How Paper Mario changed Super Mario Bros. Forever.
Nintendo Consoles, Nostalgia, and other stuff.
THE MODERN HIDALGO: Entry_012
Written: Tuesday. July 16, 2019.
There’s this game I wanna share with you today.
It’s a game I've been playing since I was a kid. I've always played it. I've finished it a hundred times. Yet I still go back to it every couple of years. Even if I don’t play it, I recall back to it, because of how it was so different than most of the games I played back then. Even with the games I play now.
None have ever replicated such a master piece as this game. At least, that’s how I see it.
The game is called Paper Mario 64. Or simply Paper Mario.
I think the first game that I've ever played was the very first Super Mario game. Or the Mario Bros. game. I’m not sure what the title was. But I’m sure it was the one that was still in pixels. The one where you immediately start by punching a brick to get that one mushroom to boost your Mario.
But I never grew up to like that game, or go back to it. Let alone finish the whole thing. I was never fond of mastering anything in my life. And that also applied to gaming.
I was never a good gamer. I’m honestly not a gamer at all, by professional standards. I was just a regular kid, who’s parents happened to buy us a family computer, for all of us to play on.
Soon, me and my brother went on to play the Gameboy Advance. And it stayed that way for me. But my brother got a PSP, and I was always stuck with my GBA, until I gave up on it. Or it gave up on me, because of its battery life.
Our dad never bought us the Nintendo DS. Because he couldn't understand the concept of playing games on a Double Screen.
Or maybe that was around the time when I started to give up on trying to make my dad buy me things that I liked, because he would always say no. So the prejudice of the word NO had stuck with me, even to this day.
So there I was. This kid who had nothing else to play, except for the GBA, or the various game emulators that were available inside Computers.
My brother was always the one to discover these fascinating emulations. And I would often just follow along with what he was playing.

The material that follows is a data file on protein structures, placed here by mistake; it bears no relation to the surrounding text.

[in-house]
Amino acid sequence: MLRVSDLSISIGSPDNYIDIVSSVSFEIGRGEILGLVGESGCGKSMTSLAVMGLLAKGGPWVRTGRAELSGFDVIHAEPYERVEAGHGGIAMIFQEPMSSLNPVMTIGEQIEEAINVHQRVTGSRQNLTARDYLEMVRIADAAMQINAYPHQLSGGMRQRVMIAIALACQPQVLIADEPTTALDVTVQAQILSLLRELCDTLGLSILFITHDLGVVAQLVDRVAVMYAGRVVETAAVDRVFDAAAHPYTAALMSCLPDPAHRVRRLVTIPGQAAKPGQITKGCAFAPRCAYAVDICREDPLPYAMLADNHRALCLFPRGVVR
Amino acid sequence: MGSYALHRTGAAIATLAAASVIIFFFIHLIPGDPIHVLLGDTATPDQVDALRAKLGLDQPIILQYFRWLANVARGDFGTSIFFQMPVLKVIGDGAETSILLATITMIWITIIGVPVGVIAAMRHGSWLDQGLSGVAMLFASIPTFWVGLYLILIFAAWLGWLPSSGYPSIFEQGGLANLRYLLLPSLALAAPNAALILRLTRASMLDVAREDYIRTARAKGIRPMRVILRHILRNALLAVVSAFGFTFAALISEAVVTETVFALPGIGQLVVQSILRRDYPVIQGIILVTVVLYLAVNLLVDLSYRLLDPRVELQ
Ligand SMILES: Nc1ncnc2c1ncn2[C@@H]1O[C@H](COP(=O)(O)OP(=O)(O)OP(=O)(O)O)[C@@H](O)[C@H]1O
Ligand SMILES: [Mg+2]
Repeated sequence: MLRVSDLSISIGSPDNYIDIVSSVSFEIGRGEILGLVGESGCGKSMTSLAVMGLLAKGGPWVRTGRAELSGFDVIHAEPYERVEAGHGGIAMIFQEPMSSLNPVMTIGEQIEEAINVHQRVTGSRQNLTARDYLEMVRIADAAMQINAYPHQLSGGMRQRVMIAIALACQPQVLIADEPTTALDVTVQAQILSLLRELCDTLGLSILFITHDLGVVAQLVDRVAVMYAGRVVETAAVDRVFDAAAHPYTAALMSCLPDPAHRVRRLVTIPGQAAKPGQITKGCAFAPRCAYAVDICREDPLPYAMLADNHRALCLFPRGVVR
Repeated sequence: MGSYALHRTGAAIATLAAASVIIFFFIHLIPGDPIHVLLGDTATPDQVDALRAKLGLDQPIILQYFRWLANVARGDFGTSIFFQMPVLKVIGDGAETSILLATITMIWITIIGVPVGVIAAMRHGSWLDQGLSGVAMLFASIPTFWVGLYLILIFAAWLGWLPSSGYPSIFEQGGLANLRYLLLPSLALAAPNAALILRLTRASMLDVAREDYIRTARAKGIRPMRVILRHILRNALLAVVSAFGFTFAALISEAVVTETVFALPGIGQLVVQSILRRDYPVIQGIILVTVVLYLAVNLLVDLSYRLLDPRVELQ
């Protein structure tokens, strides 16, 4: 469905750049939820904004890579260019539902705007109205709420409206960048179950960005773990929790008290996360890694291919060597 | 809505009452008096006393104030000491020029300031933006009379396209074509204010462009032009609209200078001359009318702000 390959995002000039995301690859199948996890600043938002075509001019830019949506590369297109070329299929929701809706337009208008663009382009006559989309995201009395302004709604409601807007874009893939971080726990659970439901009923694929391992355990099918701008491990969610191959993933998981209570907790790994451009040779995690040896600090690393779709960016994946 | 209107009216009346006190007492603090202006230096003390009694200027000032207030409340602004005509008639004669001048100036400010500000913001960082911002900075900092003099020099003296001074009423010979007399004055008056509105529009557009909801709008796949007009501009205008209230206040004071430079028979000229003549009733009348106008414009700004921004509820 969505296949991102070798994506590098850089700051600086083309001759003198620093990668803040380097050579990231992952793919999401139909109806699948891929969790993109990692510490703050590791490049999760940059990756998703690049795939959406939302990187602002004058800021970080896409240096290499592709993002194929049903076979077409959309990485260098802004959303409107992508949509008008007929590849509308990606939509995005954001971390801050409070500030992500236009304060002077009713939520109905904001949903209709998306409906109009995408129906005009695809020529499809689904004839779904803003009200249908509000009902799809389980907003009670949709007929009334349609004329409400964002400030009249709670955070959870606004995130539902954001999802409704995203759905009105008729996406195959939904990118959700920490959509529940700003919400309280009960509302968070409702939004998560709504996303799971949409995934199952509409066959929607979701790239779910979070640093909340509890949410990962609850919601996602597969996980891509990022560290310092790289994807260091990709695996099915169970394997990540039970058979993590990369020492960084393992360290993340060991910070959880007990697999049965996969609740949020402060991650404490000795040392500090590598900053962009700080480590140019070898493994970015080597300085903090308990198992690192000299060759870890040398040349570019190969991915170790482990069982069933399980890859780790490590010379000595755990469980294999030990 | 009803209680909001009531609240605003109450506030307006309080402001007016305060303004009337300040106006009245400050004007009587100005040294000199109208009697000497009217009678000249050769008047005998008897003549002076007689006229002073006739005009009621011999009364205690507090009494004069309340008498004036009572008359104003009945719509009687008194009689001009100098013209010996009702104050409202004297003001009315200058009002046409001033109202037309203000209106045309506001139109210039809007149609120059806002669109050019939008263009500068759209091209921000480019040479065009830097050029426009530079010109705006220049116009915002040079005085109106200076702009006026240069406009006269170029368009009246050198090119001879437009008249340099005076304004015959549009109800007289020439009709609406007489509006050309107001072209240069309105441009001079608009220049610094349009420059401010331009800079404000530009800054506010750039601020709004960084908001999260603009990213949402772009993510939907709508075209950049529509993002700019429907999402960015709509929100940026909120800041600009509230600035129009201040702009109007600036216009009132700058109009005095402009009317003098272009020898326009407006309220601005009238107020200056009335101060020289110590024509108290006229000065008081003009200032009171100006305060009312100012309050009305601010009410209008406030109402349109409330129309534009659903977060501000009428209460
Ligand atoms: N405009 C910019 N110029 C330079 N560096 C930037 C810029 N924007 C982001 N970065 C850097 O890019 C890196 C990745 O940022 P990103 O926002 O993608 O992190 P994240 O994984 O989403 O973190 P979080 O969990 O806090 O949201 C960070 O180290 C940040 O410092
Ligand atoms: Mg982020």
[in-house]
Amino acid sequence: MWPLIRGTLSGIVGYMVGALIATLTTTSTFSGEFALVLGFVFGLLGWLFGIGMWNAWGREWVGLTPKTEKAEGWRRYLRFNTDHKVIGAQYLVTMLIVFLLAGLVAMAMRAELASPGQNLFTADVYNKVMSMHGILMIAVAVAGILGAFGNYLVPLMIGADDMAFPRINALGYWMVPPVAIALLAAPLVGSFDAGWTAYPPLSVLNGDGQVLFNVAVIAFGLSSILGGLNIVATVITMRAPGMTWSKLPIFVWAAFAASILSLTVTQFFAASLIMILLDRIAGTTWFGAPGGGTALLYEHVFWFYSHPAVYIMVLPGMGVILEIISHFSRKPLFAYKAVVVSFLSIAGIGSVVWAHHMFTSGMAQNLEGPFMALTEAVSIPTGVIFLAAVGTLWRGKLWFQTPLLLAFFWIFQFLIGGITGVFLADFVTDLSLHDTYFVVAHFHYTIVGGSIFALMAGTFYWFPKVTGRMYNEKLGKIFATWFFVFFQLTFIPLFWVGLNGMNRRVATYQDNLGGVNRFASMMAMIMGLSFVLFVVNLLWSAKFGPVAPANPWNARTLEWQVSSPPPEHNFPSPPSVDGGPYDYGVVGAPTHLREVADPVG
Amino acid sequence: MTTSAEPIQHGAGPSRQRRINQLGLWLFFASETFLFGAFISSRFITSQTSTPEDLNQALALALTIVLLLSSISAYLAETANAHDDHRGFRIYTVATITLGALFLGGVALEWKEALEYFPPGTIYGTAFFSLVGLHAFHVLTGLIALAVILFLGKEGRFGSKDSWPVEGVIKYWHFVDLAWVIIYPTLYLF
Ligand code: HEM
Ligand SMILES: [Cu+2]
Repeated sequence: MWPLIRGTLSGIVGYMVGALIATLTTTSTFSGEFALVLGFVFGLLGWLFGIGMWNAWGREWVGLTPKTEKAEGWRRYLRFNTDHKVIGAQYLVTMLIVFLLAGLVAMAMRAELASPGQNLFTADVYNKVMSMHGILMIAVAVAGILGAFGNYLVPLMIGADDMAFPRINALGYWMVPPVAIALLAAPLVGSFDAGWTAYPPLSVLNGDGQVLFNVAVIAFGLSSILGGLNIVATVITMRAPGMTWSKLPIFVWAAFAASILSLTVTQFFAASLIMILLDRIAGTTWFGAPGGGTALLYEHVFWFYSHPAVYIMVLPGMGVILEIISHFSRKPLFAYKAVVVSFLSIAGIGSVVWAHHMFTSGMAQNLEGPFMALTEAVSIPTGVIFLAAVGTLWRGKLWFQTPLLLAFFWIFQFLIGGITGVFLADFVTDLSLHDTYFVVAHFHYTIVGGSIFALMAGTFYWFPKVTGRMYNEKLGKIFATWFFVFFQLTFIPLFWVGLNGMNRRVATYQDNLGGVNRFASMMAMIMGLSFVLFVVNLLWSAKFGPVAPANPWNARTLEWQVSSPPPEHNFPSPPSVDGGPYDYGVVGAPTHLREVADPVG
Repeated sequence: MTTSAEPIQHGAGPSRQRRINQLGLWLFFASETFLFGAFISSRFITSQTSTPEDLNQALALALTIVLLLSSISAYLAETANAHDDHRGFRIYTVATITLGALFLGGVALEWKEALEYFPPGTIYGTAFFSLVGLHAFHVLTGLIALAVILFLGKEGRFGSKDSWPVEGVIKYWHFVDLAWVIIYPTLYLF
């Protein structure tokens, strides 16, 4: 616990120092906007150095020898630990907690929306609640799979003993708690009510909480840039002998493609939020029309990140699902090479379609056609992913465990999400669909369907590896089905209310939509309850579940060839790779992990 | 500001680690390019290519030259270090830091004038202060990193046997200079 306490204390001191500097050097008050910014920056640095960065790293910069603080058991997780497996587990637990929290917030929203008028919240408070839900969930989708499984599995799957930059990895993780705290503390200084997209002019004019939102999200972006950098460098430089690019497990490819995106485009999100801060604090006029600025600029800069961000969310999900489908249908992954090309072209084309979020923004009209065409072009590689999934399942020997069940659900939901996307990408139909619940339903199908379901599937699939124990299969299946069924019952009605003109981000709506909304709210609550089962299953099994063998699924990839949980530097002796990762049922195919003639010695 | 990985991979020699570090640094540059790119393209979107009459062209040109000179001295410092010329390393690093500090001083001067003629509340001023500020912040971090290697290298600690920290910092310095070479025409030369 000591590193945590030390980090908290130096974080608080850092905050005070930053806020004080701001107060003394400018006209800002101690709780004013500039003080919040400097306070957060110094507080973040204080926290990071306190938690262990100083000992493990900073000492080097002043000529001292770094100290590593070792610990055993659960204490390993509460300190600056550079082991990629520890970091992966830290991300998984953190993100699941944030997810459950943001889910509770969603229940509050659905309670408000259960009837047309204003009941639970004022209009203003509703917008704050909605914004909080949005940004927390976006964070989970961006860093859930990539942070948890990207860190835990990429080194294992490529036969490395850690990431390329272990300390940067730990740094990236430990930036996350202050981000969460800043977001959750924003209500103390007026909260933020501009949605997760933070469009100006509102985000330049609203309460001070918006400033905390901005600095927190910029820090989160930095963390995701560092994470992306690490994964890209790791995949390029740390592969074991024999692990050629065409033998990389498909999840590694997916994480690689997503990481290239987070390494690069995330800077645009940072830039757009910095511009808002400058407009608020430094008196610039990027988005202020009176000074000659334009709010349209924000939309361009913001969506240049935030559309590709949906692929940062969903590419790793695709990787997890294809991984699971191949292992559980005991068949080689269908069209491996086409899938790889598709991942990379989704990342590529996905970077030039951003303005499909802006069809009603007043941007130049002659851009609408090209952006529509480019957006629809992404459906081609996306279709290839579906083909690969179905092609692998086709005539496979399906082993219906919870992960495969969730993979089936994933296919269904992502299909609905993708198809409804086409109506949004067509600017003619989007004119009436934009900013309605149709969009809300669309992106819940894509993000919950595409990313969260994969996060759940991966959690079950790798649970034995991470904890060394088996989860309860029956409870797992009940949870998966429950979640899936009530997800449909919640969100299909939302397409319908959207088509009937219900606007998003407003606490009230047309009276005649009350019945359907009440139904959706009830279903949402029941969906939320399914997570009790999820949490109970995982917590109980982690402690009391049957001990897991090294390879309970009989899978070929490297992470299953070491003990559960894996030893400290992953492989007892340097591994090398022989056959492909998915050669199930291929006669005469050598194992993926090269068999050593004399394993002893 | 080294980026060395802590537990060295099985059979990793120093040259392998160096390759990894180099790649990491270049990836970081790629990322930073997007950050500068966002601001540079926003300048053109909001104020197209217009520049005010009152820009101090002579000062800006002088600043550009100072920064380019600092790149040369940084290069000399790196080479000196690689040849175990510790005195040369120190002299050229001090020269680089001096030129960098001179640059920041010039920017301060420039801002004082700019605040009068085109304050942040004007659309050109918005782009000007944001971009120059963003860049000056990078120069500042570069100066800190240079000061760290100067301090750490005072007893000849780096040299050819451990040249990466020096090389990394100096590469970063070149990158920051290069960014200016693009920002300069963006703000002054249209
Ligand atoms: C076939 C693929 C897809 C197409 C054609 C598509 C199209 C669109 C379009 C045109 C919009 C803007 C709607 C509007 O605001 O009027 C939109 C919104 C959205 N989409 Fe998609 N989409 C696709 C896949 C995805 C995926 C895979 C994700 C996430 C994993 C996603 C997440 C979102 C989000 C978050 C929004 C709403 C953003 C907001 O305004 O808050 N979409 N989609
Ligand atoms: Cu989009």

He installed a Super Nintendo emulator, a GBA emulator, and a Nintendo 64 emulator.
The Nintendo 64 emulator really made an impact on our childhoods. Even if we were only able to play a few game titles on it. But because of the limited game titles that we played, we were able to focus on them more. Unlike the Super Nintendo emulator, which had a hundred games ready to go.
No, the Nintendo 64, or Project 64, as the emulator is called, mostly could play every single Nintendo 64 game out there. But my brother and I would always go back to the most popular game titles.
Those were Super Mario 64, The Legend of Zelda: Ocarina of Time & Majora’s Mask, Mario Kart 64, and maybe a few Mario Party games, but they would always crash for some reason.
And then there was Paper Mario.
The game that I could never be tired of playing.
It was different, because most of the games we played always relied on the action, and never the story.
Paper Mario was this Role Playing Game that was set in the world of the Super Mario Bros. Franchise. But that everything was made of Paper.
The world, the characters, the enemies, the actions, were all made out of Paper. Or at least, that’s what the developers wanted kids to imagine. And that’s exactly what I imagined, when playing this game.
It became separate from the main Mario Bros. games, because Paper Mario had an actual story-line that we could follow along with. Not just back-to-back stages where you had to deflect goombas or koopas, or the occasional cloud baby that threw spiked turtles on you.
Paper Mario took all of the elements of the main Mario Bros. series, and added a story to it. This game was ahead of its time. Or at least, it was one of the games that were ahead of its time (Ocarina of Time being the GOAT according to statistics).
Paper Mario had World-Building. Meaning, that it’s not just a game where you follow along from left to right. No. It has an actual world where you can go around and talk to people, discover hidden items, interact with trees, meet various characters that would join you along the way.
Everything that you would find in a story, is in Paper Mario.
Mario is the Hero of the story; The Main Character. He has to save Princess Peach from the hands of Bowser, his lifelong foe. While that happens, he has to save seven stars from other foes lurking around other parts of the Mushroom Kingdom.
Along the way, he meets friendly characters of various races. Goombario, Kooper, Bombette, Parakarry, Bow, Watt, Sushie, and Lakilester. They all have amazing story-lines that tie in with Mario’s. And they’re honestly my favorite part of the game.
If that’s not enough for you, look at the battle system they did for this game. It’s as simple as it can get. But its unique action elements give the player an interactive experience towards the game. I love it.
If that’s still not enough for you, you can also like the various enemies Mario gets to face. And the funny dialogue that they have. This game was entertaining to me back when I was a kid. And I could still say the same thing even to this day.
I’m 21 years old.
It’s such an amazing game. I enjoyed a lot of it, learned from it, and struggled to hit the action command at the right timing, and will probably keep on doing all of that even in my senior years.
Paper Mario is the game I would call my best friend.
Word of the day: Linchpin.
- a locking pin inserted crosswise (as through the end of an axle or shaft)
- one that serves to hold together parts or elements that exist or function as a unit.
- person or thing vital to an organization.
Go try Paper Mario for yourself. Get to experience what I’m talking about.